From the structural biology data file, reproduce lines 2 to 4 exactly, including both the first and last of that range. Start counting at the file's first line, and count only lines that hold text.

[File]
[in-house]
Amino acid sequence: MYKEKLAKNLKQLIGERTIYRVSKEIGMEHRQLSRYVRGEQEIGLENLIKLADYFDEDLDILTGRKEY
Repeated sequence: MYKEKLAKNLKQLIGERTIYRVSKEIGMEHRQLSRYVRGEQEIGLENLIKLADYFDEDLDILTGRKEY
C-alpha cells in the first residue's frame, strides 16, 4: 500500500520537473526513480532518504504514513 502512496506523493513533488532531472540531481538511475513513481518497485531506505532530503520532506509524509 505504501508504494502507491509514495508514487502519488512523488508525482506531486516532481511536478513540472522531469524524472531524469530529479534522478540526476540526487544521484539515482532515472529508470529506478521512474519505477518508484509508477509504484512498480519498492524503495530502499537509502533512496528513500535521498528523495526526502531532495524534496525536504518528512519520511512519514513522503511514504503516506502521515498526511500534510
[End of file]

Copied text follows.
Amino acid sequence: MYKEKLAKNLKQLIGERTIYRVSKEIGMEHRQLSRYVRGEQEIGLENLIKLADYFDEDLDILTGRKEY
Repeated sequence: MYKEKLAKNLKQLIGERTIYRVSKEIGMEHRQLSRYVRGEQEIGLENLIKLADYFDEDLDILTGRKEY
C-alpha cells in the first residue's frame, strides 16, 4: 500500500520537473526513480532518504504514513 502512496506523493513533488532531472540531481538511475513513481518497485531506505532530503520532506509524509 505504501508504494502507491509514495508514487502519488512523488508525482506531486516532481511536478513540472522531469524524472531524469530529479534522478540526476540526487544521484539515482532515472529508470529506478521512474519505477518508484509508477509504484512498480519498492524503495530502499537509502533512496528513500535521498528523495526526502531532495524534496525536504518528512519520511512519514513522503511514504503516506502521515498526511500534510